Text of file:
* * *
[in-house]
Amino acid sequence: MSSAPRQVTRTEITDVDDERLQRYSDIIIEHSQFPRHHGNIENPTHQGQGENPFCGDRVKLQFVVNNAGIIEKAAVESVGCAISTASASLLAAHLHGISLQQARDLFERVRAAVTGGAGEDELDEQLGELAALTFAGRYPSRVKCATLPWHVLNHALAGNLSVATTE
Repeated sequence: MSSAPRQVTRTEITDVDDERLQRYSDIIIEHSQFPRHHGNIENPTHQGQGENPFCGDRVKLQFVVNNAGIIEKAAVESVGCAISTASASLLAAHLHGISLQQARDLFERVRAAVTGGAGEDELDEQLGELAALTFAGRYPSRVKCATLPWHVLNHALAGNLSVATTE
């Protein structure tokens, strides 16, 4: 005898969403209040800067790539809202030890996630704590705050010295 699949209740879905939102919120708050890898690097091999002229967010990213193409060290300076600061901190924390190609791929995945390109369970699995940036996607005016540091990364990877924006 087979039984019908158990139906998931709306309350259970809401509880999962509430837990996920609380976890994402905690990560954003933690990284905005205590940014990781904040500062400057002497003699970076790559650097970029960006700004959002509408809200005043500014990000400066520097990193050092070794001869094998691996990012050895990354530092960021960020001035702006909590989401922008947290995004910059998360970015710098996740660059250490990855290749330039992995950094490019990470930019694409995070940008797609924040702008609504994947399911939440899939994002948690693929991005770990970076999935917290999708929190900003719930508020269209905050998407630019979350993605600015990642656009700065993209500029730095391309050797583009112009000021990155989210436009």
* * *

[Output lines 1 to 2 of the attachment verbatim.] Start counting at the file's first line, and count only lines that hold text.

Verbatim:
[in-house]
Amino acid sequence: MSSAPRQVTRTEITDVDDERLQRYSDIIIEHSQFPRHHGNIENPTHQGQGENPFCGDRVKLQFVVNNAGIIEKAAVESVGCAISTASASLLAAHLHGISLQQARDLFERVRAAVTGGAGEDELDEQLGELAALTFAGRYPSRVKCATLPWHVLNHALAGNLSVATTE